The engine of the ship Afina, our home on the From Kurils with Love expedition, was quiet. The only noise making its way into our cabins came from the sound of waves slapping against the hull of the ship. As I emerged from below deck, I saw it was misty that day. The only sense of direction I had was a vague one- we were somewhere in the North Pacific, a few hundred kilometers northwest of Japan, in a place that you would never have found on a map if not for the likes of Google maps: Tyuleny Island.

Getting ready


The film crew, myself included, scrambled to get ready that morning. We were pushing through the chaos of the end of the trip- exhaustion, scattered gear, and the slight hangover that comes from time spent on a ship with old (and new) friends.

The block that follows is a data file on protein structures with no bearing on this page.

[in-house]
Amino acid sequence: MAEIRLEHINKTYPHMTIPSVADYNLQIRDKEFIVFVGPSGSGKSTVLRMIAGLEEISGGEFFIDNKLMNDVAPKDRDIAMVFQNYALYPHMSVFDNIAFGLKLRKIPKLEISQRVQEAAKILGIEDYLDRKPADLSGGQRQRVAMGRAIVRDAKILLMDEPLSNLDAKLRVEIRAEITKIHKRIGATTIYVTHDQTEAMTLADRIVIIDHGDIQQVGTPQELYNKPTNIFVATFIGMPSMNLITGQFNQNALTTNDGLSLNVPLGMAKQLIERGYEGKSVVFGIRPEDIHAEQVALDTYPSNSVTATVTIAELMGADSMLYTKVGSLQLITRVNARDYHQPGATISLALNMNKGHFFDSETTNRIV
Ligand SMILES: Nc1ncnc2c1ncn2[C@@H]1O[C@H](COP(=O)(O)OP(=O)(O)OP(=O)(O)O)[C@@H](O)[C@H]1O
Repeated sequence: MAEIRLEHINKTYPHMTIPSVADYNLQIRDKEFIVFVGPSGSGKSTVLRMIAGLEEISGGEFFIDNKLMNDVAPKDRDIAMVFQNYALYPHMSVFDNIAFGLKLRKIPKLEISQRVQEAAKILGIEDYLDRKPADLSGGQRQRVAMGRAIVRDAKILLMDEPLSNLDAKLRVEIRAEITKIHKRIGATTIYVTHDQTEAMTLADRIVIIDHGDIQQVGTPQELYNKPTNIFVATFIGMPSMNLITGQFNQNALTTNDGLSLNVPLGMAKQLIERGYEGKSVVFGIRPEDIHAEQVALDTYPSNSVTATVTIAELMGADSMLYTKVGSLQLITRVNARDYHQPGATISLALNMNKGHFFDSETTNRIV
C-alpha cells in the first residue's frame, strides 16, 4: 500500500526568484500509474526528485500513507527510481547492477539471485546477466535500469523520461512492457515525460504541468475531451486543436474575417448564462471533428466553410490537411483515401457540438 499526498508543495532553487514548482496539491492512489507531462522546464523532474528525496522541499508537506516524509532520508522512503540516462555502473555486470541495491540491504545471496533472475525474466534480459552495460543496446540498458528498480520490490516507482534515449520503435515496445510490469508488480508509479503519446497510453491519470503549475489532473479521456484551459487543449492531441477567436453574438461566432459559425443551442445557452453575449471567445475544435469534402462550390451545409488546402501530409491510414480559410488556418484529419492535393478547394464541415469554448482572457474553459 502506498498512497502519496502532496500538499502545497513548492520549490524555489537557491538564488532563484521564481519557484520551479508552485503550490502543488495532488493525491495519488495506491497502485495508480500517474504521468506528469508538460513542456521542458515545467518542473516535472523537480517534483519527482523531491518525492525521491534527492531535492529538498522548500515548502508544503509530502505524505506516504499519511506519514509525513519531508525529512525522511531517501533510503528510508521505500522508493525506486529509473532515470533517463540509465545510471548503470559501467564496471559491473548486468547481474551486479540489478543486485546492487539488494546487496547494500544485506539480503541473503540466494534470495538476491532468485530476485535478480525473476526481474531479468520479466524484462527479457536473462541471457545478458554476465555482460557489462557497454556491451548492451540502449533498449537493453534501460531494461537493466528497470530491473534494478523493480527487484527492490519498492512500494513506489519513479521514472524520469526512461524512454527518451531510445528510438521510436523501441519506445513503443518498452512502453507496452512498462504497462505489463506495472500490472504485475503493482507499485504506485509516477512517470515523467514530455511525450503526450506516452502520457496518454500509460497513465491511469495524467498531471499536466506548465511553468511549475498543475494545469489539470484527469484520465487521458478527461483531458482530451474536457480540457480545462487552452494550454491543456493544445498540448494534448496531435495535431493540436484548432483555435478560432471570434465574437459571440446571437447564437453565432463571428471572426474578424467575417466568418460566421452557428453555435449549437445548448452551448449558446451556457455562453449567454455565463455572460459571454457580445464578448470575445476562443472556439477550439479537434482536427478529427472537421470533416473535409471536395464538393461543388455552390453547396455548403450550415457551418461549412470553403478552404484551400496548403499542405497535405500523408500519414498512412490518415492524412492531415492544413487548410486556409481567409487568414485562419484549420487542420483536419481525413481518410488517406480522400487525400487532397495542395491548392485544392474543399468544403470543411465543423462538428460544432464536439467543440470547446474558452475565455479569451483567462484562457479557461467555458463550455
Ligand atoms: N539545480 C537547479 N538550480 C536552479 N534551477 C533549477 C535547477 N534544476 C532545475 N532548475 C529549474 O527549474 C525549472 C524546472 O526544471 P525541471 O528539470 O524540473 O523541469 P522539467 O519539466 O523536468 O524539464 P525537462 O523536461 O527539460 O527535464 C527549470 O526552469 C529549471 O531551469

Dr. Vladimir Burkanov, our unexpected guest on the journey, was already drifting into the fog in a zodiac. It was laden with 42-gallon barrels filled of water that would supply the research station on Tyuleny Island.

We struggled to catch up with him, but a few minutes later, I was on another zodiac speeding off into the mist towards the island. All around me the heads of dozens, if not hundreds, of northern fur seals snuck out of the water surface. They silently stared at us, curious at the sight of the vessel passing by, before dipping back into the depths.

The smell of nature

Renan Ozturk

Soon after the island came into view. The Tyuleny Island Research Station sat behind the slope of a narrow, boulder filled beach. At first glance I remember thinking that the boulders were moving. And sure enough, they were, but they weren’t boulders- almost every corner of open space was covered with sprawling masses of the northern fur seals and Stellar sea lions.

It wasn’t long after that I noticed the smell- not an unfamiliar one to me, but… one that seemed stronger than I had experienced before. Much stronger.